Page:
This reflection is based on Joshua 24:1-13. It is a disturbing passage. It tells the story of how Israel came to take over the land of Canaan. This is sometimes known as the promised land. We sometimes breeze over or skip this passage because it is a brutal and honest retelling of Israel’s history. Israel didn’t just walk into an empty land and live happily ever after. Israel systematically destroyed all the people who already lived in the land. It’s much easier to think that the land was empty. We don’t have be horrified at the destruction of communities or ask questions about how the people who were already in the land were impacted.
What would you say the families of those who were killed by Israel as they arrived in the land? Would you pretend those communities never existed even though you could see signs of previous inhabitants? What would you do with the few people who escaped death and destruction?
Here’s the passage again with a bit of a twist.
Joshua gathered all the Christians of Canada and gathered all the ministers and lay leaders together before God. Joshua said to the people, “Thus says the Lord, the God of Christians: Long ago your ancestors—John Cabbot and Jacque Cartier lived in Europe. I took them from Europe and led them to Turtle Island and gave them many descendants here. I gave them Upper and Lower Canada. I gave them Rupert’s land and New France. The land was hard and you spread through the wilderness of this land. I brought you to the land of the Iroquois, the Cree, the Ojibwa, the Blackfoot, the Assiniboine, the Dene peoples. You destroyed their communities by stealing their children and taking their land for yourselves. You became wealthy from the land.
In this passage, there’s not much difference between the history of Israel and the history of Canada. We recognize traditional territory at St. Andrew’s United Church. Canadian society is at a crossroads as we wrestle with the relationship between Indigenous and non-Indigenous Canadians. One of the ways this is happening is through the Truth and Reconciliation Process. The process of reconciliation involves all those who have been part of Canadian history and all those who are now a part of Canada.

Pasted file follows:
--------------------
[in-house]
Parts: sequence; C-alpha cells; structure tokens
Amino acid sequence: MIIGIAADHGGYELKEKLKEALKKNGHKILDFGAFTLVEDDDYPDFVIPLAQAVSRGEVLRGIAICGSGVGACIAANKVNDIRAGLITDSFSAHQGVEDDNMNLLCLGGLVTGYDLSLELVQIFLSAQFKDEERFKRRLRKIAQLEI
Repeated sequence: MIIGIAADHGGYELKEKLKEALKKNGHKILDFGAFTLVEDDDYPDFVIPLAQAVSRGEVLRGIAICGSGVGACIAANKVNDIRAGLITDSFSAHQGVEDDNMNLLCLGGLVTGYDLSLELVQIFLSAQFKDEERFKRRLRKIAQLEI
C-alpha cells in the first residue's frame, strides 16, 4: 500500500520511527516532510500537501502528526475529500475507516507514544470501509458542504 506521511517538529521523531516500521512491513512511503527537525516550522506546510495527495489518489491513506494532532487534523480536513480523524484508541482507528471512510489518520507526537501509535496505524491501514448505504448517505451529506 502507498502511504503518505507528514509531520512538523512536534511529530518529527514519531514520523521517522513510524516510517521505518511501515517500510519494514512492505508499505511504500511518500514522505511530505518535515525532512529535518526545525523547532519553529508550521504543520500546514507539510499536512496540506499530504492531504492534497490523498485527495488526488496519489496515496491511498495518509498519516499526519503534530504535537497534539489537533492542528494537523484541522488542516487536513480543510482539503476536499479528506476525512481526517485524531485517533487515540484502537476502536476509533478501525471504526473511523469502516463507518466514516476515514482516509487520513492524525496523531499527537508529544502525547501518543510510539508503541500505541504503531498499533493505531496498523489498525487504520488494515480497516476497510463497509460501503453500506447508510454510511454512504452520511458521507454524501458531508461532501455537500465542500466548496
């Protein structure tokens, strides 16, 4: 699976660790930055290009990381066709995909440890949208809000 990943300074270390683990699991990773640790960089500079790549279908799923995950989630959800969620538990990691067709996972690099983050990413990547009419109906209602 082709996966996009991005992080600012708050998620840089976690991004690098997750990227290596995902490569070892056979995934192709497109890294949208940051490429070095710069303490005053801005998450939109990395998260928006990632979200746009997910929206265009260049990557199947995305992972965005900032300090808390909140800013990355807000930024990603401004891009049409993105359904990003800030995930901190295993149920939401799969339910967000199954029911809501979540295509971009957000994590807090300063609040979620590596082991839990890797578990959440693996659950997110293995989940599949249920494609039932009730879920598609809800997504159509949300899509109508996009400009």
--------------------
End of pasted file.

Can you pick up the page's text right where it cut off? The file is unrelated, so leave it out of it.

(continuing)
As you will know there were many recommendations come out of this process and some of them are directed specifically at churches. One of the key recommendations for churches asks us “to repudiate concepts used to justify European sovereignty over Indigenous lands and peoples, such as the Doctrine of Discovery and terra nullius.” (48/49) The Doctrine of Discovery comes from Papal bulls written the 1400’s. These decrees “called for non-Christian peoples to be invaded, captured, vanquished, subdued, reduced to perpetual slavery, and to have their possessions and property seized by Christian monarchs.” Terra Nullius is Latin and it translates as “nobody’s land.”
Put these two concepts together and you have a situation where the church gave its authority for North America to be settled by Christian Europeans without regard for the people already here. The first contact Indigenous peoples had with Europe was based on “Christian” principles which set us on the path that led to the Indian Act, treaties, reserve system, residential schools and the 60’s scoop and continues to shape relationships and policy between Indigenous and non-Indigenous Canadians.